Behold, children are a heritage from the LORD, the fruit of the woman a reward. (Psalm 127:3)
Today, my little girl, my firstborn, turns 26 years old. My husband teased her yesterday, asking her, "How does it feel to be into the first year of your late 20's?"
July 21, 1989 was a day very much like today, a little overcast, hot, humid, threatening rain. I remember the day we took her home, as we settled her into the car, sweating from every pore. I was drenched when I finally got in my seat, but it was more than the heat. It was the fact that I was very aware that I was beginning a new life.
I've heard people say, "Having children isn't going to change me." All I can say to that is "shame on you." It should. How can it not? We are given responsibility for a life, a stewardship from God. He is giving us these little people for a season to raise for his glory. How can we not change? Even if we don't make conscious changes (which we have to), they change us. Our children change us.
Marriage quickly reveals our selfishness. Having children maginifies those occasions. As we feel grumbly waking up in the middle of the night, or wondering when we're ever going to be able to use the bathroom alone again, our desire for personal comfort and ease is revealed as we parent. It's a daily exercise of putting our children first. No, we don't have to give up everything, and yes, I think women should still have other interests while they raise their children, but it's not the same as it was when they were yet unborn. Three years into being an empty nester, I am more fully realizing how much time parenting demanded of us. This morning, I was able to wake up at my leisure, have my tea in the quiet, read without interruption. It wasn't always like that. I had my years of being dragged from slumber, not getting to shower until afternoon, and not getting to read until late that night when they were all in bed. It's part of the deal; you can't have the blessing without the work.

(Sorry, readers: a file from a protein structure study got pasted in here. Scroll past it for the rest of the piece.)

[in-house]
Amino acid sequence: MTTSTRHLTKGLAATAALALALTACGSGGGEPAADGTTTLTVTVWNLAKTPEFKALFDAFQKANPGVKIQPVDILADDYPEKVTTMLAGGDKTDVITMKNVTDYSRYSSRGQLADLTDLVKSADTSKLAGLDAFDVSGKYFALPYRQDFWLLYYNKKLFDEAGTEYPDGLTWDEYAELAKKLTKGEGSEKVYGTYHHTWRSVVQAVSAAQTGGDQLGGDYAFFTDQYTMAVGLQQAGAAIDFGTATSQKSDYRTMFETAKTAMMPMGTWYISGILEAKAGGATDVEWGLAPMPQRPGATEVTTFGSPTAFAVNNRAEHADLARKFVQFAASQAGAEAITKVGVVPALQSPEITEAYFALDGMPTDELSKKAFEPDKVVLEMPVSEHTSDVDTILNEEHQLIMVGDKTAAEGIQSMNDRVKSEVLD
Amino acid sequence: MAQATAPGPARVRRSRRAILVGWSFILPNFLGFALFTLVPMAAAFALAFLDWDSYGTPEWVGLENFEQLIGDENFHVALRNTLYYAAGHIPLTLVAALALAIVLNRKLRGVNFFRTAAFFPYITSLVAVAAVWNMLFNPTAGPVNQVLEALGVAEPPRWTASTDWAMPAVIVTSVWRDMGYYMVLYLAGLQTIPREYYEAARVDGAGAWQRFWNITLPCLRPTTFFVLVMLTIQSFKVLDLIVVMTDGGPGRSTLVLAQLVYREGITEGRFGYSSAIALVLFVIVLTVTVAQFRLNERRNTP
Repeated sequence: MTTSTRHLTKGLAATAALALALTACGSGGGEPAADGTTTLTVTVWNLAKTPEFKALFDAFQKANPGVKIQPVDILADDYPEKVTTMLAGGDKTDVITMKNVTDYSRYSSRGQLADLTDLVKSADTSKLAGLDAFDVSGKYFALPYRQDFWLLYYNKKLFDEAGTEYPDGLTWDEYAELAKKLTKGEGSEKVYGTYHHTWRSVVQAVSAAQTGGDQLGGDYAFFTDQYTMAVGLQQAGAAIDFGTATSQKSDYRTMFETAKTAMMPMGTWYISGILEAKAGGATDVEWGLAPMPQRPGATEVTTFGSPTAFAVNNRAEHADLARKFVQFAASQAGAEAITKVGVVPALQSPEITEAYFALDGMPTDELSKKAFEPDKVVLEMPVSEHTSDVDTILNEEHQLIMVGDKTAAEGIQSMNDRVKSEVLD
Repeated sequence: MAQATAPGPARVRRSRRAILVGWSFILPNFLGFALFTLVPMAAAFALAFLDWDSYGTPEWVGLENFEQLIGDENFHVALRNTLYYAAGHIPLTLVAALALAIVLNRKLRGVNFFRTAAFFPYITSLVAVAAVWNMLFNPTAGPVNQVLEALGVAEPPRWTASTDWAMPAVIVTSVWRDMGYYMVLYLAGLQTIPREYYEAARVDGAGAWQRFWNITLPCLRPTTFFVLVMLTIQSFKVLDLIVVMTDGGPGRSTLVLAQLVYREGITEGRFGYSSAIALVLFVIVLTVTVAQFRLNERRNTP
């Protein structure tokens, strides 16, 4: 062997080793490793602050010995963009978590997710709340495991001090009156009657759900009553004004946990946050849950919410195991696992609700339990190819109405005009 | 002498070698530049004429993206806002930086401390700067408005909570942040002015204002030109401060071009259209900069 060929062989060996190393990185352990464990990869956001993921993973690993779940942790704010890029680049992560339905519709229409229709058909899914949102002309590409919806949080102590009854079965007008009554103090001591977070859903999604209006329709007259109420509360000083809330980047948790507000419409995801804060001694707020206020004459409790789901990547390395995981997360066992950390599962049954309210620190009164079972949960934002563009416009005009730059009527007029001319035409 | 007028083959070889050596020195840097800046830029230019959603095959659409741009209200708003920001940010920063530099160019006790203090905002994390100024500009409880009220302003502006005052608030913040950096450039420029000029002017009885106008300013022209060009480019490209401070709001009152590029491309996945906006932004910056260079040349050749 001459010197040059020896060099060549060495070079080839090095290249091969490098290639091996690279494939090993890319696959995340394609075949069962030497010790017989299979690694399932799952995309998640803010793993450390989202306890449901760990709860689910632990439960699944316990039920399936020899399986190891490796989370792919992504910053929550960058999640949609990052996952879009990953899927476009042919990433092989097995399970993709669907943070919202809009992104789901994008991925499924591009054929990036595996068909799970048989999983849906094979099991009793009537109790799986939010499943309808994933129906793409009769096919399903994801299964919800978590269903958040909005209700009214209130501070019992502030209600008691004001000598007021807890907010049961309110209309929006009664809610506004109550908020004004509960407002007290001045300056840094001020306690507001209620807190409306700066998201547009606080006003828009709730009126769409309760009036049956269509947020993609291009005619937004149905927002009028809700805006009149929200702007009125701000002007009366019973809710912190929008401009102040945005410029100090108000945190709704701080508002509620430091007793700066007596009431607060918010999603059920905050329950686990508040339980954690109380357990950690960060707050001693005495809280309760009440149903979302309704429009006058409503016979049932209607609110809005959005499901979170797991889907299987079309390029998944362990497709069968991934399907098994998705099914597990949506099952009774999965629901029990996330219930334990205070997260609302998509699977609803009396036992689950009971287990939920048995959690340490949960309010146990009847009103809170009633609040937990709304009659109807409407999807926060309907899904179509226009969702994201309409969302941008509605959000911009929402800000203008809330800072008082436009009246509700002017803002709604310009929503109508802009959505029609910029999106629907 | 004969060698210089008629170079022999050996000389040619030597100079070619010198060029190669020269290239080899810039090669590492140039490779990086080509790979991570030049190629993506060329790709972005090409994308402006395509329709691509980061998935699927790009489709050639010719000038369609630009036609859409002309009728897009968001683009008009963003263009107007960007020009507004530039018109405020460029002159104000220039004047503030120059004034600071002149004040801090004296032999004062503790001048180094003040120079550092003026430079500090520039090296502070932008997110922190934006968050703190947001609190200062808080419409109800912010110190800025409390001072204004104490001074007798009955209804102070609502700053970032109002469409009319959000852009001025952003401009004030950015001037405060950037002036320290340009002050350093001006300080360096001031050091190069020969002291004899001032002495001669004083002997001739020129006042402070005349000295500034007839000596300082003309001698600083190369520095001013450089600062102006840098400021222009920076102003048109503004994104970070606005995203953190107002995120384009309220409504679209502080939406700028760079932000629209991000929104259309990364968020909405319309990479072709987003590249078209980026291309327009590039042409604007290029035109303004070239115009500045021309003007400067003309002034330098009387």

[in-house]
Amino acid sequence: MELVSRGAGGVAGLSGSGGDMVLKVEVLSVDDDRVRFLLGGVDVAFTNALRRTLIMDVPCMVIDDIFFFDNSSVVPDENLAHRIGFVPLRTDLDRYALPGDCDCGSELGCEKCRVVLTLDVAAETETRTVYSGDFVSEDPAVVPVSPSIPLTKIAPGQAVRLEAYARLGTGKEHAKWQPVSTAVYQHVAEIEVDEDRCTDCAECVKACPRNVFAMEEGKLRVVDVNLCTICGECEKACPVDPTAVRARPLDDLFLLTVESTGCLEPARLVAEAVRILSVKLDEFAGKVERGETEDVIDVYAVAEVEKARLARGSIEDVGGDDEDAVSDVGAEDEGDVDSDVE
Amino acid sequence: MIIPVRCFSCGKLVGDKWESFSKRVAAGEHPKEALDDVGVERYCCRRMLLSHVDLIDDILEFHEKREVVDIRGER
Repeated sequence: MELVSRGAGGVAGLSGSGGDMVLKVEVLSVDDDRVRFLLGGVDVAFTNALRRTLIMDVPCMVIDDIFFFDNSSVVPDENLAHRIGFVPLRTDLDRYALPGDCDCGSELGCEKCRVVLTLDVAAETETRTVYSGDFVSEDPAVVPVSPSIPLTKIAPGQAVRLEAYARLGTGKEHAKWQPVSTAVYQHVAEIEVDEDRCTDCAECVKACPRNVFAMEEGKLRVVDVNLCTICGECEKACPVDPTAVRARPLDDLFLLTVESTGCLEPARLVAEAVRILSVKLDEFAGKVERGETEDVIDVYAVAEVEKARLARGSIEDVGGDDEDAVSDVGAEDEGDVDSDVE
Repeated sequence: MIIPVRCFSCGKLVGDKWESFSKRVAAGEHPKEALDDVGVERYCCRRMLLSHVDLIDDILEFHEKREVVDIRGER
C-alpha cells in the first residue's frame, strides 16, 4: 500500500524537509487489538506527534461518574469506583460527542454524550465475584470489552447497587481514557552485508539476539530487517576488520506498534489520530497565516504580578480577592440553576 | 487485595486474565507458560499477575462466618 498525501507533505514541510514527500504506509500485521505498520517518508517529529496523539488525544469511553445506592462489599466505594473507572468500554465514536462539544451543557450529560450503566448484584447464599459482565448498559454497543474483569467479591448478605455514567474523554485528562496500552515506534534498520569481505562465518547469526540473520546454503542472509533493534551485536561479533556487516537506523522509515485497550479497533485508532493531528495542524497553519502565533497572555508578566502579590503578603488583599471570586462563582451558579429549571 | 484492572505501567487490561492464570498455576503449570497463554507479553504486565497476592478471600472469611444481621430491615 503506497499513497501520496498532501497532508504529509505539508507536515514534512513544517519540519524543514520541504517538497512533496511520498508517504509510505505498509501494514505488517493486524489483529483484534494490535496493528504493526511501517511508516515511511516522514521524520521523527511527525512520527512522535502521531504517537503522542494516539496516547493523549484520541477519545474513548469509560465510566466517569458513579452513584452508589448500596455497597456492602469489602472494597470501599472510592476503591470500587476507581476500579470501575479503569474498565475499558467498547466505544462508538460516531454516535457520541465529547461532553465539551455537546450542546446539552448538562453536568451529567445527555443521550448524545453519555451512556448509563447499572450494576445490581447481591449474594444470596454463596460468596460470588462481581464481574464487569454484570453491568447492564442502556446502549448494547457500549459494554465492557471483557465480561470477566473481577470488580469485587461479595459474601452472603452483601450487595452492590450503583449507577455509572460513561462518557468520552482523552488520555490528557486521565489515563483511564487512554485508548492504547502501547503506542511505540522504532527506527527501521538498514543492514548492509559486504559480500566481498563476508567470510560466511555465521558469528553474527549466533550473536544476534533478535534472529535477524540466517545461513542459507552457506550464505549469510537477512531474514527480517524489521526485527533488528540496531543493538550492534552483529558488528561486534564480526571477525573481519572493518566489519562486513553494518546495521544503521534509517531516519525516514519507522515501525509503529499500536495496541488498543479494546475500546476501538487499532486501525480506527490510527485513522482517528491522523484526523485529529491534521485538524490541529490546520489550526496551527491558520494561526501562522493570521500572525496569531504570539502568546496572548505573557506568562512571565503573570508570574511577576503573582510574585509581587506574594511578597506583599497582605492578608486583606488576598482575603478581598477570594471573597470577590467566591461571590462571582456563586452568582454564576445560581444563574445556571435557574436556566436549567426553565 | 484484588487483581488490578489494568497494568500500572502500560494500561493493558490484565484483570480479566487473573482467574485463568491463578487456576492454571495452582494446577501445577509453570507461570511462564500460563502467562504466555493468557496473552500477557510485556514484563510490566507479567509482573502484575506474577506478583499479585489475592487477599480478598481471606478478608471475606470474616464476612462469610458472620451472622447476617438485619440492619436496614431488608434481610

And it is a blessing. My children have brought out my tendency to be selfish, but they've also been agents of my sanctification. They have inspired joy, laughter, sober thinking, and a constant reminder of God's goodness. They've made me laugh and cry. I'm sure I've made them do a lot of the latter. They have brought me moments of pride where I feel about ready to burst. Praise God, today, we have a good relationship. I'm enjoying watching the adults they've become. I still worry about them. I'm sure my boys, especially, wish I wouldn't worry so much about them. Even though I look into the faces of adults, in my mind's eye, I still see their tiny vulnerable faces when I look at them.
Parenting is like walking over a threshold. Once you get over that marker, you can look back and remember what it was like before, but you wouldn't go back over if you were given the chance. I'm grateful to God for my children, and for every moment of parenting, good and bad. I trust they will be merciful to me when they remember my shortcomings. I'm looking forward to, Lord willing, watching them receive the blessing of parenthood themselves some day.